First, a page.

|Chemical||Limit/Gram in Parts per Million (ppm)|
|Benzene||less than two ppm|
|Butane||less than 5,000 ppm|
|Heptanes||less than 5,000 ppm|
|Hexane||less than 290 ppm|
|Toluene||less than 890 ppm|
|Xylenes||less than one ppm|
Health Risks of Residual Solvent Exposure
Understanding the risks involved is a critical step for consumers to decide which cannabis products to choose. However, we still don’t have a complete understanding of the risks involved in vaping allowed quantities of residual solvents or the long-term effects of ingesting them.
Researchers conduct most toxicity tests with higher quantities than you would find in typical cannabis extracts, and scientists need to study the effects of consuming residual solvents over many years to determine long-term risks. That said, here’s what we know today.
Butane is one of the most popular solvents used to make cannabis concentrates, such as shatter and butter. Researchers have found that butane exposure, especially through inhalation, can damage the heart or lead to organ failure.
Additionally, a 2018 case study reported that dabbing a high level of black market butane hash oil led an otherwise healthy 18-year-old girl to suffer a serious lung injury.
Inhaling the vapors from alcohols like ethanol can lead to addiction. A 2018 study concluded that prolonged consumption of ethanol could lead to typical addiction symptoms, such as cravings, tolerance, and physical dependence.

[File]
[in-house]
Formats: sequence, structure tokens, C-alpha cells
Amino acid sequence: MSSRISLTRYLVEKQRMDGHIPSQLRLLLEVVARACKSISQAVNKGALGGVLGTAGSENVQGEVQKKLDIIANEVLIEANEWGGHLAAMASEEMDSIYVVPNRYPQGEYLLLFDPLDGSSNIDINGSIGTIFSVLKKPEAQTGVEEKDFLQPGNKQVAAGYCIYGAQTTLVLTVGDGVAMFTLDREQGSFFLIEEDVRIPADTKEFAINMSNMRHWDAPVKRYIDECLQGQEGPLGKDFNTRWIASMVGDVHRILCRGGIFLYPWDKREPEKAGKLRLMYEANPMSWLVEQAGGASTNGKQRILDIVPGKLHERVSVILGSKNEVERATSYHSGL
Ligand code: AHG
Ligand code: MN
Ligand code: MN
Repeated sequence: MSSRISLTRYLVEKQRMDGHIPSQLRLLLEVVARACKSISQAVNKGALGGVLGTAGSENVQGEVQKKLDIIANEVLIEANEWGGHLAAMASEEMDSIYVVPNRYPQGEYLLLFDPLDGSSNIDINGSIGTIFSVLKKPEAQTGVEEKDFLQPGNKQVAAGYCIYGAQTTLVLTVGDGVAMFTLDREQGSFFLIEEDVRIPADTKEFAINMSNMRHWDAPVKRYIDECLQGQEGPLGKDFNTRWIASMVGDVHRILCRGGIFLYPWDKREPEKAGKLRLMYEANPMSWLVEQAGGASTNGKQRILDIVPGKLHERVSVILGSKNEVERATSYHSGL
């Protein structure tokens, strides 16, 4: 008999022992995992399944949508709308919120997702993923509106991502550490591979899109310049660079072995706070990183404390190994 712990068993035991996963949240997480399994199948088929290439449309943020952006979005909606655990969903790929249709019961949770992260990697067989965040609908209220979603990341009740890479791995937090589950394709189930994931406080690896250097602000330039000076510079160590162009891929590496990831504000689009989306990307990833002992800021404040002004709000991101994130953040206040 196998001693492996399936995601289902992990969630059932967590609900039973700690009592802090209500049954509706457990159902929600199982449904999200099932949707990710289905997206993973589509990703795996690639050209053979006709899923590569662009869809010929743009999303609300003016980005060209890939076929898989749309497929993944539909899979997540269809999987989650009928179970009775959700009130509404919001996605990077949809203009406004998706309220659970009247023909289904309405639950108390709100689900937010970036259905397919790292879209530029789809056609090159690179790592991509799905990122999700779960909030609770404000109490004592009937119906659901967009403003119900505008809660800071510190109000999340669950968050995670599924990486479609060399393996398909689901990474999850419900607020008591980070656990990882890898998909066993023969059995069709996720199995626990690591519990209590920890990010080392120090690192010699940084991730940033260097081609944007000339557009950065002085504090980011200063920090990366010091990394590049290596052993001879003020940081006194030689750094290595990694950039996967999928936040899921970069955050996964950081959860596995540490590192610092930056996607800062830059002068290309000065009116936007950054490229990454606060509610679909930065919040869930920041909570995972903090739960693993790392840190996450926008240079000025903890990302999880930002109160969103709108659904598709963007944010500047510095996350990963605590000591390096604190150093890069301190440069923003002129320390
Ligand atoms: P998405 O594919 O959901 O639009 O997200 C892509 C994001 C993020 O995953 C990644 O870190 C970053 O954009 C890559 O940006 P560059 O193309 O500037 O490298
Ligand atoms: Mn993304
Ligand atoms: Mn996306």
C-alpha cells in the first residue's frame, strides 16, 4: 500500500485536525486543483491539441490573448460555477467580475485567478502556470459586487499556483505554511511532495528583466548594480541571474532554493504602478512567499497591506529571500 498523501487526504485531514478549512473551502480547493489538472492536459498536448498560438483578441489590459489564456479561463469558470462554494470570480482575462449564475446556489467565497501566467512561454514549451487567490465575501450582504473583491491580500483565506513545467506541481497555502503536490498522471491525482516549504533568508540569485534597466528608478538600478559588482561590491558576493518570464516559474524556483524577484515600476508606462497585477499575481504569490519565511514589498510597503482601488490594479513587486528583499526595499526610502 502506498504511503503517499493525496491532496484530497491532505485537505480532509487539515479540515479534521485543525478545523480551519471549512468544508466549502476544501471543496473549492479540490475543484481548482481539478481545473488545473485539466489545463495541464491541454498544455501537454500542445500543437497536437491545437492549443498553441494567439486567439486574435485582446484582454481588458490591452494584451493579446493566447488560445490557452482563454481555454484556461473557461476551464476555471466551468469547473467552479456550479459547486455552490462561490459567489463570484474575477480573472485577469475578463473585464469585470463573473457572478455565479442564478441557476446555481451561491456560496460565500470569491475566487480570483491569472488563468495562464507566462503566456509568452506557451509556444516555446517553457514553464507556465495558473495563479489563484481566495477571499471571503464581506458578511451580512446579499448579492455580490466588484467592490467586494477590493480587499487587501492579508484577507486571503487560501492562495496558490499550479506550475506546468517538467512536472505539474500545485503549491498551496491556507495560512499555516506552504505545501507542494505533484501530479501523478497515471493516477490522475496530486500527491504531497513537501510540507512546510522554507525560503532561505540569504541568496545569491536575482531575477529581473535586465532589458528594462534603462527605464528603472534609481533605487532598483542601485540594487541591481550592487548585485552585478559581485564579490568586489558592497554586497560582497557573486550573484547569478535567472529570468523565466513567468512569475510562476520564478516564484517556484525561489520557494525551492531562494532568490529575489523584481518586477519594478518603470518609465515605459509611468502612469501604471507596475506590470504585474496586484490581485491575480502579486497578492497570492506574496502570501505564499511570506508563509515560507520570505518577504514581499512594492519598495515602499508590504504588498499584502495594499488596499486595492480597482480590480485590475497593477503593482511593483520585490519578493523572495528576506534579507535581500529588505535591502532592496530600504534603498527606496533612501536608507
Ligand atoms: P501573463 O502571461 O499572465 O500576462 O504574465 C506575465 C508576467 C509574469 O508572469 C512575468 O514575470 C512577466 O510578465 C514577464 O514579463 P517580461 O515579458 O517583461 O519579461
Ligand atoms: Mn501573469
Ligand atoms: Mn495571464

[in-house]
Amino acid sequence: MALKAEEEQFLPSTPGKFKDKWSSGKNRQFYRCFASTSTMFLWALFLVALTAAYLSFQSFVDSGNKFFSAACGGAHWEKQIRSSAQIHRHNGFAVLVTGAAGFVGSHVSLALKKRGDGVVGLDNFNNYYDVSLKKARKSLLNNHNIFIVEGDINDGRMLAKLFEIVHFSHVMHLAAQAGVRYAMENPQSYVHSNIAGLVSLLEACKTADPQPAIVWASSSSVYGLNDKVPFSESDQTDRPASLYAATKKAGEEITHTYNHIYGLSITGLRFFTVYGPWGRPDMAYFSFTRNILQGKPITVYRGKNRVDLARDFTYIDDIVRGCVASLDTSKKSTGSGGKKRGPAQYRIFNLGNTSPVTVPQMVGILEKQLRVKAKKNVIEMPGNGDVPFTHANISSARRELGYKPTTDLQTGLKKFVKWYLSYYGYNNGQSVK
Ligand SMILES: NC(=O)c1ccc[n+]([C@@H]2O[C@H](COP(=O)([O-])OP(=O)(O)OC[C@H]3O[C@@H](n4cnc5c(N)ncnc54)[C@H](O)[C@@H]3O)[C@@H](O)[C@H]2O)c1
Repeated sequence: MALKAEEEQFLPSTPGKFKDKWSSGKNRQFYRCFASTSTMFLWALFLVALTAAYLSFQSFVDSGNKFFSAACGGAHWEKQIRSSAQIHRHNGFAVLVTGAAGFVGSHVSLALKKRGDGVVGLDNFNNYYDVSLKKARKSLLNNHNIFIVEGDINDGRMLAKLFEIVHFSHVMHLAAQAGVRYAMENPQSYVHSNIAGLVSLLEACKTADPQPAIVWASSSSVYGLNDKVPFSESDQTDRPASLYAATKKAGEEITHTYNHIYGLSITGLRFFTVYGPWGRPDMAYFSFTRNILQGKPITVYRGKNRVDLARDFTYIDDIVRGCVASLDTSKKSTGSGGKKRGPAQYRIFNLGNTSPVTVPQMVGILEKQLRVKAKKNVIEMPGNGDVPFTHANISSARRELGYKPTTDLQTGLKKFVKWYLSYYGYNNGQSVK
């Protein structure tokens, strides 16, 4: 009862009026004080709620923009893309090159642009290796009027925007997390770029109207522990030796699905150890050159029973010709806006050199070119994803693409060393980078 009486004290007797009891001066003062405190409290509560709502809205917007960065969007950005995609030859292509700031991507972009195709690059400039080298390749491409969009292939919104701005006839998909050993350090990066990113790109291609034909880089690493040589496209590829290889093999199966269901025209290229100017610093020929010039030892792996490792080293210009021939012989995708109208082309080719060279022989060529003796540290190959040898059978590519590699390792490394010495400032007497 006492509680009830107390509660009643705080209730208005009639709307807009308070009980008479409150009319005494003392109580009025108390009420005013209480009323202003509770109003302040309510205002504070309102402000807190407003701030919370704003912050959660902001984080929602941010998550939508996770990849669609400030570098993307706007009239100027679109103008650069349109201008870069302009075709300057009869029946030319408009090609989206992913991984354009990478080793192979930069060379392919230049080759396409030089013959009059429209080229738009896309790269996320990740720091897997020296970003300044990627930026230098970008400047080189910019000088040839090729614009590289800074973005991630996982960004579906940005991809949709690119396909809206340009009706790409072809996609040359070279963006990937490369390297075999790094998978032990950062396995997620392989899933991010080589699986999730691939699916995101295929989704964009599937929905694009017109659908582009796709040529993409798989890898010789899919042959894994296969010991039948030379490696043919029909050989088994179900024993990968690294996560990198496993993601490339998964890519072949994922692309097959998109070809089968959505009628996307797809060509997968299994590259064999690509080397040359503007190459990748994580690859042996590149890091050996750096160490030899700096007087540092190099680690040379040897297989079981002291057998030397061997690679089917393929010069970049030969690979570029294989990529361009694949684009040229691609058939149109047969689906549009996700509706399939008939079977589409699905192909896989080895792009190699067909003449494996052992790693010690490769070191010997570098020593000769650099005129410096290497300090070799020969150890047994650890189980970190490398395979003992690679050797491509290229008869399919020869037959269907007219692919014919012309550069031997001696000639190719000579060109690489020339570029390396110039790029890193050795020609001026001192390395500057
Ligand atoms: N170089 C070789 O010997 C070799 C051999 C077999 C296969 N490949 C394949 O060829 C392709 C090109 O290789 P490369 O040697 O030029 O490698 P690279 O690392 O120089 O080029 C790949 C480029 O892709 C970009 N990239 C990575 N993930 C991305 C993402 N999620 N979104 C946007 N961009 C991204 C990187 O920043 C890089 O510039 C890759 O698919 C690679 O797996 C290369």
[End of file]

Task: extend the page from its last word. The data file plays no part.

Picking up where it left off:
Benzene has been shown to cause cancers that affect the bone marrow, including leukemia.
Found in cleaning products, hexane can contaminate concentrates during the routine cleaning of extraction equipment. Too much hexane exposure can lead to irritation of the mucus membranes and issues involving the central nervous system.
Toulene has been shown to damage the liver and nervous system as well as causing mitochondrial uncoupling.
Risk of Exposure to Xylenes
Exposure to xylene vapor has repercussions in several bodily systems, including the digestive system, nervous system, respiratory tract, and circulatory system.
What You Can Do to Lower Your Risk with Cannabis Concentrates
Avoid Black Market Products
It’s critical to avoid purchasing and consuming cannabis extracts sold on the illegal market. Amateurs typically make these products without the specialized equipment needed to create a safe and high-quality extract. Furthermore, black market products are not lab-tested or subject to compliance protocols for safety.
Buy Products Made by Carbon Dioxide Extraction
As extraction technology progresses, many companies are switching to carbon dioxide extractions, which present less of a problem than traditional solvents.
Vape Dry Herb
Consuming raw cannabis flowers instead of concentrates eliminates the risk of residual solvent exposure. If you buy your buds on the legal market, you’ll also avoid contaminants like mold, pesticides, and heavy metals.
Choose Solventless Concentrates
Solventless concentrates like bubble hash and rosin allow consumers to enjoy a stronger smoking or vaping experience without worrying about any leftover solvents. You may even want to try making them at home. All you’ll need is some relatively inexpensive equipment and a bit of practice. You can use tCheck’s Potency Testing Plus Kit to monitor the potency of your homemade solventless concentrates and improve your methods.